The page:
Former FBI Head Defends Agency's Pre-9/11 Work

By David Thibault | July 7, 2008 | 8:21 PM EDT

( - The FBI "used all the means at its disposal to capture (Osama) bin Laden and to prevent future attacks against America," according to the agency's former director, Louis Freeh, whose commentary is published in Monday's Wall Street Journal.

Freeh did concede that the government was not ready to commit the resources necessary to fight the al Qaeda terror network before the Sept. 11, 2001, attacks. "We have now seen how war is declared and waged against terrorists who attack our nation. The painful lesson is that fighting terrorism without such a declaration of war is unlikely to be successful," Freeh wrote.

Freeh led the FBI during the Clinton years -- between 1993 and 2001. He will testify before the 9/11 Commission Tuesday and Wednesday. Freeh's successor - Robert Mueller, the current U.S. Attorney General -- John Ashcroft and former Attorney General Janet Reno are also expected to testify before the panel.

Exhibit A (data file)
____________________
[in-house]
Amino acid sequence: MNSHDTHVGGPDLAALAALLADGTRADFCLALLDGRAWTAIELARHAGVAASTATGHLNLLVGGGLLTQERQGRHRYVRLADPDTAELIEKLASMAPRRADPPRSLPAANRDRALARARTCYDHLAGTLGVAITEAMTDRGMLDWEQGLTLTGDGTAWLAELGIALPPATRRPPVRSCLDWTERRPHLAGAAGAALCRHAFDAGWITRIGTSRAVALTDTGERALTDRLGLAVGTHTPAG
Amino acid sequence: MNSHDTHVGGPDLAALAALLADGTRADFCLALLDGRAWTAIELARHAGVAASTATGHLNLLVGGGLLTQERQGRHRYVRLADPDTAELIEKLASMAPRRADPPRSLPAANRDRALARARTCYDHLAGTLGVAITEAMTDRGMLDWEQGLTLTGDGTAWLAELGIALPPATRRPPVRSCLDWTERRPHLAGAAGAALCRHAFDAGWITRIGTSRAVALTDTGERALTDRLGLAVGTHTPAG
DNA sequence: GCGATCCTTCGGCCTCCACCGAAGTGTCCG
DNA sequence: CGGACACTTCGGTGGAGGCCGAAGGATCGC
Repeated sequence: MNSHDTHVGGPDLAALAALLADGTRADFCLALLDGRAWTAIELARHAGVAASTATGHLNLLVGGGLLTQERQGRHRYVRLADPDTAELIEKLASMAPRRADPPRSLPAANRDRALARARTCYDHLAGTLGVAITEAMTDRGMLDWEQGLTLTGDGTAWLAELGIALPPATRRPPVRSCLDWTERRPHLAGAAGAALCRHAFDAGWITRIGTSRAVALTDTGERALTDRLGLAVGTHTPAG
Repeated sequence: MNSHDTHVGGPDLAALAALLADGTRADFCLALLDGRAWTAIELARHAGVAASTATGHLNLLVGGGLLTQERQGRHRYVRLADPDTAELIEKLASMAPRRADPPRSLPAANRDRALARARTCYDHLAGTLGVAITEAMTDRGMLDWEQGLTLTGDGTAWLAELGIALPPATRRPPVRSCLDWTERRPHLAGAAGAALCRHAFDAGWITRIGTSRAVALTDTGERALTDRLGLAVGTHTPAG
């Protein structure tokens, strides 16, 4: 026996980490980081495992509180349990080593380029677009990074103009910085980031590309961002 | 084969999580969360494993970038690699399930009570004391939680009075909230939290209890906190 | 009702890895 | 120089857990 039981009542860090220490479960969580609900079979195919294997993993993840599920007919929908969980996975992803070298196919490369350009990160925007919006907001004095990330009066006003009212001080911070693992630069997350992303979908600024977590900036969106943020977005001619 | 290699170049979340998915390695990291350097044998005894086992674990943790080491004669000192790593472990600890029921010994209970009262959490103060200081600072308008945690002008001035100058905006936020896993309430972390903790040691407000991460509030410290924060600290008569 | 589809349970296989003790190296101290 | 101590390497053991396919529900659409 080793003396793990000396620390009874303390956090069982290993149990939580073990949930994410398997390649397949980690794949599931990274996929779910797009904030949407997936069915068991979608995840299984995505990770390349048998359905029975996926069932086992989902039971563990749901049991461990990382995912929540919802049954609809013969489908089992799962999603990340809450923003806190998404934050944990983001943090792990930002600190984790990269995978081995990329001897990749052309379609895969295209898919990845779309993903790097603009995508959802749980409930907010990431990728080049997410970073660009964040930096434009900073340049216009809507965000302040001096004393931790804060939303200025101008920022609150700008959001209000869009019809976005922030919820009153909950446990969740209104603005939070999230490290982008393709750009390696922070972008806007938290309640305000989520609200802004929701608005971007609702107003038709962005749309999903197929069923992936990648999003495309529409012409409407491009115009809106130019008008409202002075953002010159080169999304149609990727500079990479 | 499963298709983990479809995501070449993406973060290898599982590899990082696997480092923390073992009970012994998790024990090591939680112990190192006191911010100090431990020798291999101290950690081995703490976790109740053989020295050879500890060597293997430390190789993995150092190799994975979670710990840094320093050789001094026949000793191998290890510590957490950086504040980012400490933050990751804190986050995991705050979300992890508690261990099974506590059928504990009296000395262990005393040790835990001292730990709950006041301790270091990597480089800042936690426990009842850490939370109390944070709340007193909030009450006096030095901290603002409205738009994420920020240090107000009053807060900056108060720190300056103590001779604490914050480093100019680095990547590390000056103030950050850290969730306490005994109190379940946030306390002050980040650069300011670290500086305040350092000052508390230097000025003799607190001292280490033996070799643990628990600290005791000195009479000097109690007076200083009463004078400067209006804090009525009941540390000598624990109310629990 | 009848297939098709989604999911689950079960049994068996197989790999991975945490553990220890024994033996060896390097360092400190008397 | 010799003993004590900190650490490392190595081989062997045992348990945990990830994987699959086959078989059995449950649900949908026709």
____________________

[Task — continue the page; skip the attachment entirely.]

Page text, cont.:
The commission continues to try to determine the level of importance that both the Clinton and Bush administrations attached to counter-terrorism efforts prior to 9/11. Bush had been in office for eight months before al Qaeda struck. Clinton served as president for eight years.

In his Wall Street Journal commentary, Freeh said he spoke about al Qaeda and the group's previous terrorist attacks during his initial meeting with President Bush and Vice President Dick Cheney on Jan. 26, 2001. Bush and Cheney had been in office less than one week.

"The al Qaeda threat was the same on Sept. 10 and Sept. 12," Freeh wrote, but he indicated that the government's attitude was anything but the same. "Nothing focuses a government quicker than a war," Freeh wrote.

Before 9/11 -- the FBI had asked for enough money to hire 1,895 special agents, analysts and linguists on staff for fiscal years 2000 through 2002. "We got 76 people for those critical years," Freeh stated. Just weeks after Sept. 11, he noted, Congress sped through approval for 823 counter-terrorism positions and those numbers continue to climb.

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